RMD: Under your leadership, Security One grew from a start-up business comprising four employees to a top retail lender in the reverse mortgage industry. Do you envision similar success with Retirement Funding Solutions? And are there any “lessons learned” from Security One that you plan to take into account with RFS?

TL: When I look back at how we constructed [S1L’s] business , there are a lot of lessons learned, but the fundamentals of building a business are very simplistic.

If you can build with the right people and systems, which are the guardrails of the company meant to protect from unintentional errors, and provide the tools to your people to make them successful—if you get those three things rights and understand who the company’s customer are, that’s what makes a business successful. In our case, we’ve always viewed our customers not only as borrowers, but also as originators.

When I look back, that’s how we built Security One. The way in which we elected to build Security One and the way in which we’ve elected to build RFS will be different from most other companies.

One of our cornerstones of building a company is understanding what your core values are going to be as you operate. We break it down to four items: integrity, loyalty, diligence and compassion. With those four core values, that is how we try to differentiate ourselves from other companies.

RMD: RFS recently teamed up with Shelley Giordano’s Longevity View in efforts of collaborating with the RFS sales force and marketing arm to create a learning community. What will be some specific areas of concentration where this specialized training will focus?

TL: Shelley and I co-founded the Longevity Task Force in late 2012. The simple objective was to figure out ways in which we can educate and penetrate the financial advisor community.

We surrounded ourselves with people who were very motivated to help us with our mission of how to integrate the HECM product effectively into the financial planning side of business and what are some of the obstacles out there?

Shelley is going to continue some training for our individual retail sales force, so they’re equipped to go into the market with new information and also a better perspective on what the financial advisor is looking at relative to their business and be able to communicate with them effectively and educate them on what a HECM can do.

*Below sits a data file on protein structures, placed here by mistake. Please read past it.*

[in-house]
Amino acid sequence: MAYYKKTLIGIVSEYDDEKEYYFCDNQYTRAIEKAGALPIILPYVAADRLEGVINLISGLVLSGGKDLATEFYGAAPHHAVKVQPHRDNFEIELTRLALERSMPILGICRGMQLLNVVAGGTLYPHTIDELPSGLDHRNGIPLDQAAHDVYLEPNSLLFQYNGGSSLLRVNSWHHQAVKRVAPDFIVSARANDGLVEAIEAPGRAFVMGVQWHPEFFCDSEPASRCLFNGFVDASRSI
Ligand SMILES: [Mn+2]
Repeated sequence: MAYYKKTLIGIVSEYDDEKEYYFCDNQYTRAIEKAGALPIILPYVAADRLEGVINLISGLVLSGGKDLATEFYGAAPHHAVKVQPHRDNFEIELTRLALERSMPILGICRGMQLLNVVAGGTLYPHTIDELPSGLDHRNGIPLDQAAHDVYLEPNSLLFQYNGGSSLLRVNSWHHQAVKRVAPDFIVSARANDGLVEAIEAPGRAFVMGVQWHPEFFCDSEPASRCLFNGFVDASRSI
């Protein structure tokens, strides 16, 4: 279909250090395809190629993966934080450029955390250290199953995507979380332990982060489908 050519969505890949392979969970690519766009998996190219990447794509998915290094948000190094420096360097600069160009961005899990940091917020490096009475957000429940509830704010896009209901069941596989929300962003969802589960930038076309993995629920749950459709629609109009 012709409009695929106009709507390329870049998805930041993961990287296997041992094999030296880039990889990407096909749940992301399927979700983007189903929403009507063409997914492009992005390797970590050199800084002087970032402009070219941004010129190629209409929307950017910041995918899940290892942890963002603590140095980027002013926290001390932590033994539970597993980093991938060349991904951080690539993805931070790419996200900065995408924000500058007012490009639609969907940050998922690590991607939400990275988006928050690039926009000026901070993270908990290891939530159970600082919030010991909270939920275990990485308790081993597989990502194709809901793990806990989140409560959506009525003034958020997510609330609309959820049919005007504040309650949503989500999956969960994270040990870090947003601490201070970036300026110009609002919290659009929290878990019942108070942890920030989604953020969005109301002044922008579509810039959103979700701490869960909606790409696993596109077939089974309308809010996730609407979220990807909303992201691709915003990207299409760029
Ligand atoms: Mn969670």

The beauty of the HECM product is that it fills a huge need in retirement. The biggest risk for retirees is outliving their assets—longevity risk. We have to figure out how we bridge that potential risk for retirees, and we feel that the HECM can bridge that gap.

RMD: Are there any specific initiatives the Task Force has planned for this year?

TL: Going forward, there are more things we can do as an industry and as the Task Force.

The next step in our success is educating the compliance directors and broker-dealers in the financial advisor community, to help them feel more confident and begin a dialogue with the appropriate consumers about how a HECM might be a great option to hedge longevity risk.

RMD: In the past few months, RFS has had several significant operational announcements, including several hires at the leadership level. How will these additions to the RFS team help the company ramp up its business?

TL: One of the first cornerstones in building that staffing level was David Entrekin. I have a long history with David. He serves as our Chief Operating Officer and I’ve worked with him for 11 years now. His father also happened to be my first business partner in 1999.